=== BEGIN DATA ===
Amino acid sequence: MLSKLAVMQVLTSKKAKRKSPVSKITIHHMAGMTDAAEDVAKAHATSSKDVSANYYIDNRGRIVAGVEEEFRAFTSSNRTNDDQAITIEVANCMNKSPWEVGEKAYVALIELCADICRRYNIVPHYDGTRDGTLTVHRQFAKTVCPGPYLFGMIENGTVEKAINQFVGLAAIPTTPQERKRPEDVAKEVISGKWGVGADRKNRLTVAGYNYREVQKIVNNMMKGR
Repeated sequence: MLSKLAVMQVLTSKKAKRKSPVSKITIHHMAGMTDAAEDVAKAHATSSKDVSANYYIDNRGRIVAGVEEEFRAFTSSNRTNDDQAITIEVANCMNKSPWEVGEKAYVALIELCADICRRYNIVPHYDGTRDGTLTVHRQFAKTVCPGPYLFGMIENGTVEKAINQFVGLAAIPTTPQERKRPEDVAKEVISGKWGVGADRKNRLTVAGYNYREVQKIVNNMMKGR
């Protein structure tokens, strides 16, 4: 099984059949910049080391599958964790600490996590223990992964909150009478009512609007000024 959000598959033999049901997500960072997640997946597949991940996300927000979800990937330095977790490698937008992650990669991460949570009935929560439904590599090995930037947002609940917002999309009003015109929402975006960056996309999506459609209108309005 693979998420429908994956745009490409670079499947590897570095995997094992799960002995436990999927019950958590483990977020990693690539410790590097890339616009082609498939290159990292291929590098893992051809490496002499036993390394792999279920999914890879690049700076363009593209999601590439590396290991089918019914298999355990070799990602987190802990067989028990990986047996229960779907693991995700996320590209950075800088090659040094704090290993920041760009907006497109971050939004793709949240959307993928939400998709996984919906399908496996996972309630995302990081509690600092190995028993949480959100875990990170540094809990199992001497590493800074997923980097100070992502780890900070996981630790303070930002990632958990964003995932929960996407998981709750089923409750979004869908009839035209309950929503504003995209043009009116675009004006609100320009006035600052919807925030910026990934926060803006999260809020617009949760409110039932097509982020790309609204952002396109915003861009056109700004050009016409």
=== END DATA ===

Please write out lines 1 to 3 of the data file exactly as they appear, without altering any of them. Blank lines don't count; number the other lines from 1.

Amino acid sequence: MLSKLAVMQVLTSKKAKRKSPVSKITIHHMAGMTDAAEDVAKAHATSSKDVSANYYIDNRGRIVAGVEEEFRAFTSSNRTNDDQAITIEVANCMNKSPWEVGEKAYVALIELCADICRRYNIVPHYDGTRDGTLTVHRQFAKTVCPGPYLFGMIENGTVEKAINQFVGLAAIPTTPQERKRPEDVAKEVISGKWGVGADRKNRLTVAGYNYREVQKIVNNMMKGR
Repeated sequence: MLSKLAVMQVLTSKKAKRKSPVSKITIHHMAGMTDAAEDVAKAHATSSKDVSANYYIDNRGRIVAGVEEEFRAFTSSNRTNDDQAITIEVANCMNKSPWEVGEKAYVALIELCADICRRYNIVPHYDGTRDGTLTVHRQFAKTVCPGPYLFGMIENGTVEKAINQFVGLAAIPTTPQERKRPEDVAKEVISGKWGVGADRKNRLTVAGYNYREVQKIVNNMMKGR
């Protein structure tokens, strides 16, 4: 099984059949910049080391599958964790600490996590223990992964909150009478009512609007000024 959000598959033999049901997500960072997640997946597949991940996300927000979800990937330095977790490698937008992650990669991460949570009935929560439904590599090995930037947002609940917002999309009003015109929402975006960056996309999506459609209108309005 693979998420429908994956745009490409670079499947590897570095995997094992799960002995436990999927019950958590483990977020990693690539410790590097890339616009082609498939290159990292291929590098893992051809490496002499036993390394792999279920999914890879690049700076363009593209999601590439590396290991089918019914298999355990070799990602987190802990067989028990990986047996229960779907693991995700996320590209950075800088090659040094704090290993920041760009907006497109971050939004793709949240959307993928939400998709996984919906399908496996996972309630995302990081509690600092190995028993949480959100875990990170540094809990199992001497590493800074997923980097100070992502780890900070996981630790303070930002990632958990964003995932929960996407998981709750089923409750979004869908009839035209309950929503504003995209043009009116675009004006609100320009006035600052919807925030910026990934926060803006999260809020617009949760409110039932097509982020790309609204952002396109915003861009056109700004050009016409």